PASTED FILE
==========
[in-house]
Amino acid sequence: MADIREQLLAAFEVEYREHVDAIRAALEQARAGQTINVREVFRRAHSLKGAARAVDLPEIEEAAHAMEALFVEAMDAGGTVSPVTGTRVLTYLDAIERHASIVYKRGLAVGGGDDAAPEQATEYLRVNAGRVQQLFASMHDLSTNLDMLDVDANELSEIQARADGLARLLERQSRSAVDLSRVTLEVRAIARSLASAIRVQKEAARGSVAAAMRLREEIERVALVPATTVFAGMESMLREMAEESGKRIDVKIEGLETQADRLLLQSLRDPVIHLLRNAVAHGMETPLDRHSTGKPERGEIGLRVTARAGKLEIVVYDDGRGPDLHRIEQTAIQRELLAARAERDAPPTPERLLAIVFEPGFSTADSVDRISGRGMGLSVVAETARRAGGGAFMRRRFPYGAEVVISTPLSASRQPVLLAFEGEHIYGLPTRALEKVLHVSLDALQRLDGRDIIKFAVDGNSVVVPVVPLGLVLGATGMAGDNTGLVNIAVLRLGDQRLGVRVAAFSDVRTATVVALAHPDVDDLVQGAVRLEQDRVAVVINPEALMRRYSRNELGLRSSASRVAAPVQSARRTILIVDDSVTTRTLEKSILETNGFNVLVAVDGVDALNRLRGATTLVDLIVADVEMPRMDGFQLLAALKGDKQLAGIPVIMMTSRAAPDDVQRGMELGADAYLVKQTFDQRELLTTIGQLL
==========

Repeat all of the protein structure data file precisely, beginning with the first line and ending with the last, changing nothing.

[in-house]
Amino acid sequence: MADIREQLLAAFEVEYREHVDAIRAALEQARAGQTINVREVFRRAHSLKGAARAVDLPEIEEAAHAMEALFVEAMDAGGTVSPVTGTRVLTYLDAIERHASIVYKRGLAVGGGDDAAPEQATEYLRVNAGRVQQLFASMHDLSTNLDMLDVDANELSEIQARADGLARLLERQSRSAVDLSRVTLEVRAIARSLASAIRVQKEAARGSVAAAMRLREEIERVALVPATTVFAGMESMLREMAEESGKRIDVKIEGLETQADRLLLQSLRDPVIHLLRNAVAHGMETPLDRHSTGKPERGEIGLRVTARAGKLEIVVYDDGRGPDLHRIEQTAIQRELLAARAERDAPPTPERLLAIVFEPGFSTADSVDRISGRGMGLSVVAETARRAGGGAFMRRRFPYGAEVVISTPLSASRQPVLLAFEGEHIYGLPTRALEKVLHVSLDALQRLDGRDIIKFAVDGNSVVVPVVPLGLVLGATGMAGDNTGLVNIAVLRLGDQRLGVRVAAFSDVRTATVVALAHPDVDDLVQGAVRLEQDRVAVVINPEALMRRYSRNELGLRSSASRVAAPVQSARRTILIVDDSVTTRTLEKSILETNGFNVLVAVDGVDALNRLRGATTLVDLIVADVEMPRMDGFQLLAALKGDKQLAGIPVIMMTSRAAPDDVQRGMELGADAYLVKQTFDQRELLTTIGQLL